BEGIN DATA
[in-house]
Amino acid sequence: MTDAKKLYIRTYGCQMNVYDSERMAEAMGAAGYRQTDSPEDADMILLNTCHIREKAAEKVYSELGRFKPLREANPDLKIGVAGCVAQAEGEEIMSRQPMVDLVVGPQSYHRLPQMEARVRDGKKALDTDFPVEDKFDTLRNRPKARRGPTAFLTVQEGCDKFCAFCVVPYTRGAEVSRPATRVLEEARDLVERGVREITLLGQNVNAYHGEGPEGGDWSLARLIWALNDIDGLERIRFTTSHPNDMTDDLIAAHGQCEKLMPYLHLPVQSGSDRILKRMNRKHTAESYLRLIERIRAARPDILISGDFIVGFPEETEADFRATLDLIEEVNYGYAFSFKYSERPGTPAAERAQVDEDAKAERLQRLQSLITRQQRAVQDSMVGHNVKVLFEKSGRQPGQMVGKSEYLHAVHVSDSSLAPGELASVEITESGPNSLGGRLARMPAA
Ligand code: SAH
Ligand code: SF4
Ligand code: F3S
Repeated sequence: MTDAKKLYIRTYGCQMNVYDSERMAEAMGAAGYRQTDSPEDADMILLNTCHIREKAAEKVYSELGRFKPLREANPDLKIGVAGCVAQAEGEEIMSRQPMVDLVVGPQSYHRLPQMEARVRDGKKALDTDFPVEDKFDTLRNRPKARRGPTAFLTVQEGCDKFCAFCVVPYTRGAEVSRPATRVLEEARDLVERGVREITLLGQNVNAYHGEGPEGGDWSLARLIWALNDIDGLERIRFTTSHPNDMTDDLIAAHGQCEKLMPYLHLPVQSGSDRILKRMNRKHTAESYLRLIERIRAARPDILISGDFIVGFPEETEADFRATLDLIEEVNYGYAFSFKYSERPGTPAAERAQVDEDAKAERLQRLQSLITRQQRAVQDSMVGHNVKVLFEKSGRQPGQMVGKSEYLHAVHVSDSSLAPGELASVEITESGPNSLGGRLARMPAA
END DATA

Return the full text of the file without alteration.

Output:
[in-house]
Amino acid sequence: MTDAKKLYIRTYGCQMNVYDSERMAEAMGAAGYRQTDSPEDADMILLNTCHIREKAAEKVYSELGRFKPLREANPDLKIGVAGCVAQAEGEEIMSRQPMVDLVVGPQSYHRLPQMEARVRDGKKALDTDFPVEDKFDTLRNRPKARRGPTAFLTVQEGCDKFCAFCVVPYTRGAEVSRPATRVLEEARDLVERGVREITLLGQNVNAYHGEGPEGGDWSLARLIWALNDIDGLERIRFTTSHPNDMTDDLIAAHGQCEKLMPYLHLPVQSGSDRILKRMNRKHTAESYLRLIERIRAARPDILISGDFIVGFPEETEADFRATLDLIEEVNYGYAFSFKYSERPGTPAAERAQVDEDAKAERLQRLQSLITRQQRAVQDSMVGHNVKVLFEKSGRQPGQMVGKSEYLHAVHVSDSSLAPGELASVEITESGPNSLGGRLARMPAA
Ligand code: SAH
Ligand code: SF4
Ligand code: F3S
Repeated sequence: MTDAKKLYIRTYGCQMNVYDSERMAEAMGAAGYRQTDSPEDADMILLNTCHIREKAAEKVYSELGRFKPLREANPDLKIGVAGCVAQAEGEEIMSRQPMVDLVVGPQSYHRLPQMEARVRDGKKALDTDFPVEDKFDTLRNRPKARRGPTAFLTVQEGCDKFCAFCVVPYTRGAEVSRPATRVLEEARDLVERGVREITLLGQNVNAYHGEGPEGGDWSLARLIWALNDIDGLERIRFTTSHPNDMTDDLIAAHGQCEKLMPYLHLPVQSGSDRILKRMNRKHTAESYLRLIERIRAARPDILISGDFIVGFPEETEADFRATLDLIEEVNYGYAFSFKYSERPGTPAAERAQVDEDAKAERLQRLQSLITRQQRAVQDSMVGHNVKVLFEKSGRQPGQMVGKSEYLHAVHVSDSSLAPGELASVEITESGPNSLGGRLARMPAA